appellate court should decide whether the Federal Trade Commission can proceed with charges that Wyndham Hotels failed to take reasonable measures to protect consumers' data.
a case warranted ... appellate review, this is it,” Wyndham says in a petition filed late last week with the 3rd Circuit Court of Appeals.
The battle between the FTC and Wyndham stems
from three separate data breaches suffered by Wyndham between 2008 and 2010. The FTC sued the hotel chain in June 2012, charging it with unfairly failing to take reasonable security measures -- like
using firewalls and encrypting credit-card information.
Wyndham asked U.S. District Court Judge Esther Salas in New Jersey to dismiss charges that it acted unfairly. The hotel chain argued
the FTC lacks authority to charge companies with unfairness, based on their data-security practices. Wyndham also said the FTC never issued data-security regulations, which would have provided
companies with advance notice of the standards the FTC expected them to follow.
Earlier this year, Salas rejected Wyndham's arguments. She ruled that the FTC has the authority to charge
Wyndham with unfairness, regardless of whether the agency previously promulgated cybersecurity regulations.
Last month, she authorized Wyndham to attempt to appeal that ruling to the 3rd
Circuit. The company is now asking the appellate court to accept the case for review.
“Whether the FTC is authorized to regulate data security and whether the Commission has provided
fair notice of what the law requires are issues as to which there are substantial grounds for difference of opinion,” the company says. “Where the issues are as nuanced and important as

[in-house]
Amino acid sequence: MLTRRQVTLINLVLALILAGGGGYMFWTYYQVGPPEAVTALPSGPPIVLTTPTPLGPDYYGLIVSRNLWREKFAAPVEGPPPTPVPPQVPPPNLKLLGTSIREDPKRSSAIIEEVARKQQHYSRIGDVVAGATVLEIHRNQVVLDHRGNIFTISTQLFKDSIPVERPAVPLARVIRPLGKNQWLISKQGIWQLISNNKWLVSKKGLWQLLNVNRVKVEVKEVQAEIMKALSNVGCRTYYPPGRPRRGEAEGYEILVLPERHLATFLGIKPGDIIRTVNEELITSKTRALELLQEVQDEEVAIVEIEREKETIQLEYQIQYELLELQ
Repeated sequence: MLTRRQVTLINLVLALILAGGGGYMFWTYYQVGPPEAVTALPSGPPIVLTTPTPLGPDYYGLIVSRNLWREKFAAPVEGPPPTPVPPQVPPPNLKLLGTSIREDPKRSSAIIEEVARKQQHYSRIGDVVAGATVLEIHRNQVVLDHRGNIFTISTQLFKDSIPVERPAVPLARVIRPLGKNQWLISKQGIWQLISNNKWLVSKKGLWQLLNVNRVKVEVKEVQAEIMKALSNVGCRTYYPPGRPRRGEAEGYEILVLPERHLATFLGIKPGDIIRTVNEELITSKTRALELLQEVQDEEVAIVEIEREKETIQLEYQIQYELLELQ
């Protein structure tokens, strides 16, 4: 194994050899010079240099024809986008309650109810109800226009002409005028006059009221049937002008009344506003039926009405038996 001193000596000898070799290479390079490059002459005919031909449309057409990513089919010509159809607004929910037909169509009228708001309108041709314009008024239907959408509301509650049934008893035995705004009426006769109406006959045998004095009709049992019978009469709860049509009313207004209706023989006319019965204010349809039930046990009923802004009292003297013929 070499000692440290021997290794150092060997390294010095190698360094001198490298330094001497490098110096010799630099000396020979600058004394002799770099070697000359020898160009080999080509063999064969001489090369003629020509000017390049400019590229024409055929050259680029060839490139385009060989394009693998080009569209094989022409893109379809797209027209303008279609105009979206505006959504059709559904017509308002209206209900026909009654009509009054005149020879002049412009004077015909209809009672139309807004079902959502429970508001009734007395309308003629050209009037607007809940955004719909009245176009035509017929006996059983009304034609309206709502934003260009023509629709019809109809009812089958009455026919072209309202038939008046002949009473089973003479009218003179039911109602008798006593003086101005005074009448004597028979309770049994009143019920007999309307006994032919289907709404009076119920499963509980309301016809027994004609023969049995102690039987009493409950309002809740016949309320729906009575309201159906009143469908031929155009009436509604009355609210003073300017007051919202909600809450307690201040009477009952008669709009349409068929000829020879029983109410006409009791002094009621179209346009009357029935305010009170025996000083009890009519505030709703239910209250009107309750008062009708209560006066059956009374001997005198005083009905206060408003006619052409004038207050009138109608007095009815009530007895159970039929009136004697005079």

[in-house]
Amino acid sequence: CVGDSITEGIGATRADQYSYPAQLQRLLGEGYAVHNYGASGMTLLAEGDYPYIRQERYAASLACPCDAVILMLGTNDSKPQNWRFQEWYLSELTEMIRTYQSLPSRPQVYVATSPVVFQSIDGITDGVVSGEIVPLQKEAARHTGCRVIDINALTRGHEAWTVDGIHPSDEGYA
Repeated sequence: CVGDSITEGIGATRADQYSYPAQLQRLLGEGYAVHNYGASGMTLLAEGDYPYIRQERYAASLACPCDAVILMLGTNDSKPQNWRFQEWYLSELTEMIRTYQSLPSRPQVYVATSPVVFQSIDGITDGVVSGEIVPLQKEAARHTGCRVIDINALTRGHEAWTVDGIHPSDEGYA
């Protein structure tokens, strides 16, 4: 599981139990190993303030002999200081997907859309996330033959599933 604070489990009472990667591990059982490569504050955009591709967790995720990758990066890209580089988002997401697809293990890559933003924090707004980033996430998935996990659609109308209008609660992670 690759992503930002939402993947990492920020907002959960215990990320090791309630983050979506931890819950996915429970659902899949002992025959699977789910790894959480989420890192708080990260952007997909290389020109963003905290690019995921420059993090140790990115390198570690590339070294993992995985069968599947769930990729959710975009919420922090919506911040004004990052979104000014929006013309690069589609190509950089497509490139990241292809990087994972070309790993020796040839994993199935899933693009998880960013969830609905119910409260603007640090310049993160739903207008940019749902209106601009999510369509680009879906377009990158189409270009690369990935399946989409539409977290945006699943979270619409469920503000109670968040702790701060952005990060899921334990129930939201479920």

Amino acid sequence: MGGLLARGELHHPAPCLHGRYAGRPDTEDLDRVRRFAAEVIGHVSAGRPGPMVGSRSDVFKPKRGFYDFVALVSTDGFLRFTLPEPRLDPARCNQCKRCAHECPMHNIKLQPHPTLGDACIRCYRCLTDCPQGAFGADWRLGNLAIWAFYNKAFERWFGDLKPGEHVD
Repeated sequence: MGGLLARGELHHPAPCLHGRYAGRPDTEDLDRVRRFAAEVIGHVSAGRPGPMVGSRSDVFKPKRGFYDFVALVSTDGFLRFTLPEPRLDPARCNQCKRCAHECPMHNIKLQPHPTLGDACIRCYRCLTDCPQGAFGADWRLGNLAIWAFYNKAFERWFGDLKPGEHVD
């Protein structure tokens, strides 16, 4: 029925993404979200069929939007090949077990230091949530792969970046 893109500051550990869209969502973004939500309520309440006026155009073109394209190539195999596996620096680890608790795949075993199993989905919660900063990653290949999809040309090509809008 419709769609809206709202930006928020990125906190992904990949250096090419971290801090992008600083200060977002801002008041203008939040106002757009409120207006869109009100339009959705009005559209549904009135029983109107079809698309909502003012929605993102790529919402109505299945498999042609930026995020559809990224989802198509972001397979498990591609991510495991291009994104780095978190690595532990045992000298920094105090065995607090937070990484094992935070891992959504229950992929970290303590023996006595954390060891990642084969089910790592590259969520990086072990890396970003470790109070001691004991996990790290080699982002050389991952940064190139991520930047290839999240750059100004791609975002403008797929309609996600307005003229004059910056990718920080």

these ... review is appropriate, particularly where (as here) the legal landscape is uncharted.”
Wyndham adds that the FTC's decision to charge the company without first promulgating
data-security rules “is deeply unfair to private parties that are doing their best to comply with the law.”
Since 2011, the FTC has brought dozens of enforcement actions
charging companies with violating consumers' privacy or mishandling their data. In one recent example, last December the FTC brought charges against the developer of the Brightest Flashlight app,
which allegedly transmitted consumers' geolocation data and unique device identifiers to ad networks.
Unlike Wyndham, most of the companies settled with the FTC. For that reason, many
outside groups weighed in with Salas, including the U.S. Chamber of Commerce (which sided with Wyndham) and advocacy organization Public Citizen (which supported the FTC.)
“This is a
very important case,” says Santa Clara University law professor Eric Goldman, who has closely followed the litigation. “The FTC has self-appointed itself as the enforcement agency to
punish corporations for being the victims of criminal hacking. Based on this self-proclaimed authority, and with absolutely zero judicial oversight, the FTC has wrested dozens of settlements from
companies that suffered data security breaches.”